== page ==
Unschooling Resources: Music

Real instruments make all the difference. Sure, any kid can get sound from a tambourine or a plastic, bean-filled egg, but real instruments offer children the ability to actually express themselves through music. Pick up instruments of all sorts at thrift stores, garage sales and eBay, and don't forget to ask friends and family. Then, invest in instrument stands so it's easy to play when the inspiration strikes.

What sort of tunes move your family? Dive into music in all its forms - from blues to rock to classical to rap and to traditional and popular forms from around the world!

Lark in the Morning
Lark in the Morning claims to have “the world’s largest selection of ethnic musical instruments,” and I have a hunch they’re right. From European hurdy gurdies and Australian didgeridoos to African thumb pianos and Japanese flutes, there’s something for almost every musical (and geographical!) interest. Some of the instruments are quite affordable (such as the thumb piano), while others are investments (such as Castagnari’s beautiful button accordions). A word of caution, however: be prepared to spend a lot of time on this site!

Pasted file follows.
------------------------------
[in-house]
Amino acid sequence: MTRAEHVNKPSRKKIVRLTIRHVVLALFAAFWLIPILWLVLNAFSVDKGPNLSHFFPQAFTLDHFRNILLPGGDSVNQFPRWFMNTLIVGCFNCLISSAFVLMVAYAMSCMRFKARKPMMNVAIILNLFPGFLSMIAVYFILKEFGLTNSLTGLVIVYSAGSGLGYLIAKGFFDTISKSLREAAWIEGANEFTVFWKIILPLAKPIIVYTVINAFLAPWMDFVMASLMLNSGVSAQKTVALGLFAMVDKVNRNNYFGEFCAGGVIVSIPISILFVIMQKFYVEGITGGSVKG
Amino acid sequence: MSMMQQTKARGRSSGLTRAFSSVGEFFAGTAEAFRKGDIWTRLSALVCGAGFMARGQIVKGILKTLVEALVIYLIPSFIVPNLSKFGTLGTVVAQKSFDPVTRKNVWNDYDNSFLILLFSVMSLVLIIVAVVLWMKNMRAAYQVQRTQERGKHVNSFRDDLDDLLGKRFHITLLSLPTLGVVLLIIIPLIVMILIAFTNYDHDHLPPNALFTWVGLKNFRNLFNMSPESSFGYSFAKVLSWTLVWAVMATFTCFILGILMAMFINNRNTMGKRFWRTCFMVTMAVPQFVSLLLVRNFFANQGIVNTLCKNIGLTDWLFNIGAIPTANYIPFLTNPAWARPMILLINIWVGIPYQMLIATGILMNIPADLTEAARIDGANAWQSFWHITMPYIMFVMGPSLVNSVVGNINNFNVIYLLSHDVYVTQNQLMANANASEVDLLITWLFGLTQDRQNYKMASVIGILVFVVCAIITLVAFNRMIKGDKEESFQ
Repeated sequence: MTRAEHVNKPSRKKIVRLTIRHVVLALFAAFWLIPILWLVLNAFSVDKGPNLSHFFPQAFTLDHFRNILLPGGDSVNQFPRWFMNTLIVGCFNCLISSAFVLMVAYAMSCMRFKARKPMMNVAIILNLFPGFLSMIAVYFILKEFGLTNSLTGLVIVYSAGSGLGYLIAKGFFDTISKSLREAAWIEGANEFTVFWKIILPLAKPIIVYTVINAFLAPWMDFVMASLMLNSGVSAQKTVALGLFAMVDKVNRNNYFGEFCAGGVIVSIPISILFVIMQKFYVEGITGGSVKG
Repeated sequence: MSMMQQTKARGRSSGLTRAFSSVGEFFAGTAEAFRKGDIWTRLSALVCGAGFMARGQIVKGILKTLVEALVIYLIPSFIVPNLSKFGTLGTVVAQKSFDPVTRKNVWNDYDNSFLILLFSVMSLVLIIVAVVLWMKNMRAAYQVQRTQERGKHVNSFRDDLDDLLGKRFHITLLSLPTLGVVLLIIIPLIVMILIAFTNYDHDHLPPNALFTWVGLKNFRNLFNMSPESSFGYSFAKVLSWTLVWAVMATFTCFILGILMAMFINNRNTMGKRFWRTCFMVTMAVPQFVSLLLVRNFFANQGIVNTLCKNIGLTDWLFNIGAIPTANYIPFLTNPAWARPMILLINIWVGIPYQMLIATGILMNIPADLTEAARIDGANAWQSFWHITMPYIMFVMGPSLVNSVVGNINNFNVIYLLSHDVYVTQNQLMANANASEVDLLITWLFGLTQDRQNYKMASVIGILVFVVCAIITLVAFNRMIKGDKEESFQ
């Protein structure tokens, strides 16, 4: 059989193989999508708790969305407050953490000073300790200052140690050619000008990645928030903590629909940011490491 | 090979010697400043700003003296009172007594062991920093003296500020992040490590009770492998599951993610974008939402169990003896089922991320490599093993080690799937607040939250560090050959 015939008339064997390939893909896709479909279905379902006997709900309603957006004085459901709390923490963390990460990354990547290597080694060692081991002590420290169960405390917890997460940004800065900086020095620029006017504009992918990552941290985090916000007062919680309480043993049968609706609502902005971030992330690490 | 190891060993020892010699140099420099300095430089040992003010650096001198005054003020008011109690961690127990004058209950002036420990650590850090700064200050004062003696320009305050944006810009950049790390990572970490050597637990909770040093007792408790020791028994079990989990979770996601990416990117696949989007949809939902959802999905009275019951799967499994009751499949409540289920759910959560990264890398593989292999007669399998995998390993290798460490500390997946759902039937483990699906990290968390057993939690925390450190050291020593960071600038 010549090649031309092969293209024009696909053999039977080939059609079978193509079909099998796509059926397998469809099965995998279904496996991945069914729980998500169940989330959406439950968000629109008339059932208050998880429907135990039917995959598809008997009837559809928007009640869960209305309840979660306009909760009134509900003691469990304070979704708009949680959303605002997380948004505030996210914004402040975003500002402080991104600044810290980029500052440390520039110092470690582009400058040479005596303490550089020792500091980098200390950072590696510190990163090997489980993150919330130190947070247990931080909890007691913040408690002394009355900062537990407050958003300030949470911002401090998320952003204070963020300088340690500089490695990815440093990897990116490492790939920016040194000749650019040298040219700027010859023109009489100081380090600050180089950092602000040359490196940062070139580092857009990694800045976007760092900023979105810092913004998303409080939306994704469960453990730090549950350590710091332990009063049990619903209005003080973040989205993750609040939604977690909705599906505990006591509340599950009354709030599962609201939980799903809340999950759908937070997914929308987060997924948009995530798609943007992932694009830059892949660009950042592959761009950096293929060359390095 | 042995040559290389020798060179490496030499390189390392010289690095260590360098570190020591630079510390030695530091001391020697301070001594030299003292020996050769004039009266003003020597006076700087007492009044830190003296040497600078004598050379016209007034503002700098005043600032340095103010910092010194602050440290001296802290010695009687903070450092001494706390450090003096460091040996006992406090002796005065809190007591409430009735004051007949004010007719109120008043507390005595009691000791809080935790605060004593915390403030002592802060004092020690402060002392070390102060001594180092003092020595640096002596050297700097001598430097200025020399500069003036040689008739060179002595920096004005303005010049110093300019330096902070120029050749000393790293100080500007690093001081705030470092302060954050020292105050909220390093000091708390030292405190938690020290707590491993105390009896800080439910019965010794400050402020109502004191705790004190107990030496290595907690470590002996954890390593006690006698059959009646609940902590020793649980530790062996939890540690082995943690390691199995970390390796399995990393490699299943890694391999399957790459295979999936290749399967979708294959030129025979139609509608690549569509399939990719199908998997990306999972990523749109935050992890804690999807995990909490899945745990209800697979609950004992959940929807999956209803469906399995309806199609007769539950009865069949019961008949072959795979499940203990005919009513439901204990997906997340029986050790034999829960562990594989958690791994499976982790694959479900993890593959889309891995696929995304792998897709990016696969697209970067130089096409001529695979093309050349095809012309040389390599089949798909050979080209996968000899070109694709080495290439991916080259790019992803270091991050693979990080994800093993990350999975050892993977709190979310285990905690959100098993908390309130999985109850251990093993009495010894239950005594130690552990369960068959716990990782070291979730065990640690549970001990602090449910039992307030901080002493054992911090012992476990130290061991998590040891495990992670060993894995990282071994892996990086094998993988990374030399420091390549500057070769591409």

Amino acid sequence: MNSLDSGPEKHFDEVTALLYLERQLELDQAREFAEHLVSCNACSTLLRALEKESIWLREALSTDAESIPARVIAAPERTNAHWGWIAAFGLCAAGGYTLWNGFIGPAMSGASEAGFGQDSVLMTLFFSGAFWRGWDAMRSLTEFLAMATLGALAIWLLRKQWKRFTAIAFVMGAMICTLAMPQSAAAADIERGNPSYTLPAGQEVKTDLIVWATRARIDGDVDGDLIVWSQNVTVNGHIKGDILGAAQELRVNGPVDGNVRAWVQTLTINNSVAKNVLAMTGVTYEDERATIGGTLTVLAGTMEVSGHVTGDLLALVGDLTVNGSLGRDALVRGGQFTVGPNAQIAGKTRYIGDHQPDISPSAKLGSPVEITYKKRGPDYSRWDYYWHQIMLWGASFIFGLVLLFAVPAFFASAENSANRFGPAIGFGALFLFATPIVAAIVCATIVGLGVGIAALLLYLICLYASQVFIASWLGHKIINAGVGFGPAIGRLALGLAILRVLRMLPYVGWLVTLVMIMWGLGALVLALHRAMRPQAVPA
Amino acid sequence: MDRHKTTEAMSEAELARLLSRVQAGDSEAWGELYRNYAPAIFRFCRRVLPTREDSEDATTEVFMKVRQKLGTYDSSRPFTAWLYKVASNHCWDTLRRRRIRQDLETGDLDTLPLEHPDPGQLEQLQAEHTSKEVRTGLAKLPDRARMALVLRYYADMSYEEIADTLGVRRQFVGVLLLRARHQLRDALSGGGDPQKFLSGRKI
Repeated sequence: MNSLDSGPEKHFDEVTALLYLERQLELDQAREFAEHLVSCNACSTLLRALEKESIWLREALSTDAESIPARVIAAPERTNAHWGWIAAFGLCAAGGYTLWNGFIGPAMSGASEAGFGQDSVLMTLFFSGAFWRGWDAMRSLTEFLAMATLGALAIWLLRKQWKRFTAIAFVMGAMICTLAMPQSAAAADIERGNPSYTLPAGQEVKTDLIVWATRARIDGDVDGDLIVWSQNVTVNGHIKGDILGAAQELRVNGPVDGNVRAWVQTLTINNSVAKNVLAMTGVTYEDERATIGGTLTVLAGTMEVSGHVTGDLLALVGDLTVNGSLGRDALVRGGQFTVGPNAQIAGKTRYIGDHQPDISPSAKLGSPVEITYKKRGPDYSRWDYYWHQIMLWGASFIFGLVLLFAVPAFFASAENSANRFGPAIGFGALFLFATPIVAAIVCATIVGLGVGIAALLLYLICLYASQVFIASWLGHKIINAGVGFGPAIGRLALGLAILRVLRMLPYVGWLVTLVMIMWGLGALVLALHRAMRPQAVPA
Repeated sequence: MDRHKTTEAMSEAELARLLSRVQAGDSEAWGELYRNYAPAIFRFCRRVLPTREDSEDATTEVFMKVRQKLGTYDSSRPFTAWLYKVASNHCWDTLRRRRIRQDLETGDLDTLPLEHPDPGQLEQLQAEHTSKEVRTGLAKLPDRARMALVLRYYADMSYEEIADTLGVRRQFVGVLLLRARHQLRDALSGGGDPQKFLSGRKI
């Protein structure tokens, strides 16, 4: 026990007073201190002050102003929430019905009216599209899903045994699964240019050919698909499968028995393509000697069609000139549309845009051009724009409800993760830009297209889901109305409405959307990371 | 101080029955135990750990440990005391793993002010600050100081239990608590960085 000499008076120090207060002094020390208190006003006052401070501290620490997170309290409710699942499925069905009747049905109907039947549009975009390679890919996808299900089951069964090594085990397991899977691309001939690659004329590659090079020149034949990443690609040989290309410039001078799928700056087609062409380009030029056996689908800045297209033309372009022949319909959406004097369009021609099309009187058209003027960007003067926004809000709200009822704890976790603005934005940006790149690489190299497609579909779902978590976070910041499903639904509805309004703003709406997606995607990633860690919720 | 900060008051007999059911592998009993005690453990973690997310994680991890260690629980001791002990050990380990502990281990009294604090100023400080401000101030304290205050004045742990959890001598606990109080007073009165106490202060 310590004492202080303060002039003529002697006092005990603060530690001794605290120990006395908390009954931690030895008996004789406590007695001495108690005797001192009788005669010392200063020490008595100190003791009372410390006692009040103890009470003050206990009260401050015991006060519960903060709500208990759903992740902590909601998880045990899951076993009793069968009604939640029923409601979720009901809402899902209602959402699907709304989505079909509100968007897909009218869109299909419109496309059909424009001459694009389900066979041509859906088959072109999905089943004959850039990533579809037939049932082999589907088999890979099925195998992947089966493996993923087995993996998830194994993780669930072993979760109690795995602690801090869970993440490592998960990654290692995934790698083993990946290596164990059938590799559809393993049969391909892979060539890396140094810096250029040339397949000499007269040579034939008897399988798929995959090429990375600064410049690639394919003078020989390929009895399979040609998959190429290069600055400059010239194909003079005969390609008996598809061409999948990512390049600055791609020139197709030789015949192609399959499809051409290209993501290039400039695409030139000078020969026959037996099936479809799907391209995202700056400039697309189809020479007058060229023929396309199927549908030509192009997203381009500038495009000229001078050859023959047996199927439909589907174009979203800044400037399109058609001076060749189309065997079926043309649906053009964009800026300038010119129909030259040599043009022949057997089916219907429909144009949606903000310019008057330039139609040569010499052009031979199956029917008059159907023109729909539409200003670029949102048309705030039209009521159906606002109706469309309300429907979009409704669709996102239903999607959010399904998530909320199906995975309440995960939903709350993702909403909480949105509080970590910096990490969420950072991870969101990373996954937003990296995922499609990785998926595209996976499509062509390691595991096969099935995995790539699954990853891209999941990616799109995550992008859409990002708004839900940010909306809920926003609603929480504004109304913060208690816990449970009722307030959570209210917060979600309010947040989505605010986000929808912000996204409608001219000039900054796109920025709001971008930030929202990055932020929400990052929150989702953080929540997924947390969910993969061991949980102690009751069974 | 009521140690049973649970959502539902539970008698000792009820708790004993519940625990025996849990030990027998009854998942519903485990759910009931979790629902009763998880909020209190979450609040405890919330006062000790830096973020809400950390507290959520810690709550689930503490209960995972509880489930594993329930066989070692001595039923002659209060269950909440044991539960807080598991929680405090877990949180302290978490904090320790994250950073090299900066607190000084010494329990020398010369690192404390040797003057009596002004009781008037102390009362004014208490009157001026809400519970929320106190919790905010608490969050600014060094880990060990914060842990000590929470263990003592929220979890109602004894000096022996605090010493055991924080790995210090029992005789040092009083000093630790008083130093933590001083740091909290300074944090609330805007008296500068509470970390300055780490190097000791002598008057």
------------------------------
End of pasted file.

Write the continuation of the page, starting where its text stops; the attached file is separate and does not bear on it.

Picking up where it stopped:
You can read our full review of Lark in the Morning in issue 14 of Live Free Learn Free.


Mysterious Thelonious by Chris Raschka
A small book about Thelonious Monk. The text is written like musical notes, and the illustrations are colorful and animated. A gem!

The Story of Music by Nicholas Ingman
This book was published in 1972, but may be worth searching out if a child has an interest in music history. Lots of illustrations and photos. And, by the time you get to the chapter on pop music, you can see a picture of The Moog Synthesiser, "one of the most advanced electronic instruments." Little did they know....


"Musopoly turns learning music theory and reading into a creative, fun board game. Students work together, not against each other, and everybody wins!"

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